If the aging bad boys of rock known as Mötley Crüe really are on their final tour, they’re going out with a bang.

“The Final Tour,” Mötley Crüe’s two-year farewell trek, exploded in the Smoothie King Center on Friday night. The Crüe complemented the hits-loaded set list with quintessential arena-rock spectacle.

Mötley Crüe’s concluding “Final Tour” stretch, from July 22 through New Year’s Eve, includes more than 70 shows in the U.S., Canada and Europe. The band — singer Vince Neil, 54; drummer Tommy Lee, 52; bassist Nikki Sixx, 56; and guitarist Mick Mars, 64 — is not going quietly.

Most of Friday’s show — from the opening “Girls, Girls, Girls” to the pre-encore “Kickstart My Heart” — was, to quote another Crüe classic, louder than hell.

A shattering array of lights and exploding pyrotechnics — smoke, sparks and more arena-heating fire than this reviewer has ever seen at a rock show — accompanied the music.

A pair of strutting, hip-thrusting female dancers joined the onstage blowout.

As if columns of flame from a half-dozen or so stationary points weren’t enough, Sixx stalked the stage during “Shout at the Devil” holding a flame-throwing bass.

Lee’s “Crüecifly” roller coaster was the most elaborate effect. It carried the strapped-in Lee and his drums on a long, slow ride above the audience on the arena floor.

The show was short of a sellout, but the band inspired much enthusiasm. The on-their-feet faithful, many wearing Crüe T-shirts, often thrust fists and horn-shaped salutes into the air.

“Man, it feels good to be here tonight,” Neil told the cheering crowd. “Tonight, we’re gonna celebrate 34 years of Mötley Crüe music.”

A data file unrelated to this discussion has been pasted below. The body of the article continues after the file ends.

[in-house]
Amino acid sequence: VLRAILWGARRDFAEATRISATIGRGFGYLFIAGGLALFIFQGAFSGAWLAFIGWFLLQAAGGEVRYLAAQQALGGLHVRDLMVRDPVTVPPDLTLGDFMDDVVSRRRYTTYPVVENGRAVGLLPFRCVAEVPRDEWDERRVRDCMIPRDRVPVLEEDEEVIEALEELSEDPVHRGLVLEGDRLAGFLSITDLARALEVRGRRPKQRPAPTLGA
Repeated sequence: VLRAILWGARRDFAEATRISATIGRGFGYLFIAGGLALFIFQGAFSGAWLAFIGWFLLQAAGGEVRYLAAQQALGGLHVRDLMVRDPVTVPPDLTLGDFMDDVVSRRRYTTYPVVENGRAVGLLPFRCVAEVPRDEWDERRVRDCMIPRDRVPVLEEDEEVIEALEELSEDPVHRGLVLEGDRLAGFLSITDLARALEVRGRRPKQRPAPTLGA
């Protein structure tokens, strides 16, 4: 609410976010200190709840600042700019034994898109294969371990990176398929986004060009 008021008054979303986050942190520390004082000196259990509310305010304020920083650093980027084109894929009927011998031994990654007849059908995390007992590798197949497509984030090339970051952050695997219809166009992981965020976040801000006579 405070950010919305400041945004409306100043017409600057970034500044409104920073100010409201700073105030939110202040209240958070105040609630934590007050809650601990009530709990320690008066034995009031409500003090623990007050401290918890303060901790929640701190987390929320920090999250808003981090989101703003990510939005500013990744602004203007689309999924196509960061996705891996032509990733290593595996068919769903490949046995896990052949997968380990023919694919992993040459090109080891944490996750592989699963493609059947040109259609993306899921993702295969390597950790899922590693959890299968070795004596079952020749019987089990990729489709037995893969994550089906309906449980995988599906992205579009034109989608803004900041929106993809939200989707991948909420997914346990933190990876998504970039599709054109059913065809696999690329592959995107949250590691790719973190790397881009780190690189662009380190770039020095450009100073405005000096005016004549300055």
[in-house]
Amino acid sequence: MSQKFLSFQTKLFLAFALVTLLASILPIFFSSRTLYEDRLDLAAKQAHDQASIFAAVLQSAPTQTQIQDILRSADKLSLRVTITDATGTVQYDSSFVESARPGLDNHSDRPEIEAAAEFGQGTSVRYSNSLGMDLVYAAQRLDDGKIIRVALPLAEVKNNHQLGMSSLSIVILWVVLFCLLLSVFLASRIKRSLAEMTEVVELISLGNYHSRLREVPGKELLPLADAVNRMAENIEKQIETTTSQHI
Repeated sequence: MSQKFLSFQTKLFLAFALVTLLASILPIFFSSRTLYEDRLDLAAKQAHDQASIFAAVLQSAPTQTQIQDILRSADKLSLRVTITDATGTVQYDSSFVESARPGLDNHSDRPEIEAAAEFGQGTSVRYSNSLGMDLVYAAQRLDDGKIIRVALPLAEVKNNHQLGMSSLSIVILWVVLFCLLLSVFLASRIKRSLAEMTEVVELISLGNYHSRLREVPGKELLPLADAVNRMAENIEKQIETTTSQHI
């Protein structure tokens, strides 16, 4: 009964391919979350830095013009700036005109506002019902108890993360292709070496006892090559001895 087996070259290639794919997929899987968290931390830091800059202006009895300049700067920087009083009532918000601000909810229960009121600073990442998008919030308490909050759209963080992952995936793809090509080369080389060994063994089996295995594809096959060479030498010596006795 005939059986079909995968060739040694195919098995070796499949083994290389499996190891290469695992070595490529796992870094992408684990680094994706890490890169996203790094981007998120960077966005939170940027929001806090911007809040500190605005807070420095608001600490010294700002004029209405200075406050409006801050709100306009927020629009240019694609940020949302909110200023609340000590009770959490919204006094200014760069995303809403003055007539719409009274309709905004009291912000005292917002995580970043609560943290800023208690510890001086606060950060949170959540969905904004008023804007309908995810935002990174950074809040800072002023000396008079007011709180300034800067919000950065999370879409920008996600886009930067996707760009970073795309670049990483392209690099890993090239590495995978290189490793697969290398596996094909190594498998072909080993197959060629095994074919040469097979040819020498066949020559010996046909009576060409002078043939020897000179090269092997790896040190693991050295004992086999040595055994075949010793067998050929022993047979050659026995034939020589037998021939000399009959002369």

In his greeting, Neil also mentioned the band’s legacy of drink, drugs and promiscuity.

“We were making music at the same time,” he said. “And we’re still here.”

Despite the pending end of Mötley Crüe, Neil and his fellow members didn’t act like a band ready to pack it in.

Mars is the possible exception. He has chronic arthritis. Friday night, he didn’t stride across the stage the way Neil and Sixx did, but he absolutely honored his role as lead guitarist, epic solos included.

For all of Mötley Crüe’s theatrics and the band’s headline-grabbing history — including jail time for Neil and Lee and Sixx’s almost fatal heroin overdose — the band created many hits.

With no new album to sell, Friday’s show was the celebration of past Mötley Crüe music that Neil promised. Momentum stayed high as “Wild Side,” “Looks That Kill,” “Dr. Feelgood” and more — well-crafted favorites laced with pop-friendly hooks — kept coming.

For a few more months, at least, it looks like these well-worn rockers won’t be resting on their laurels.

Alice Cooper, whose career predates Mötley Crüe by more than a decade, preceded the headliners with his stock-in-trade rock show-meets-horror movie-inspired theatrics.

Like the Crüe, Cooper has recorded many hits. Friday night, he performed his classics “I’m Eighteen,” “Under My Wheel” and “School’s Out.”

Like Mötley Crüe, Cooper got an enthusiastic response, even though his vocals were almost lost in the crush of hard-rock music. And the decades have made his horror scenes even more schlocky.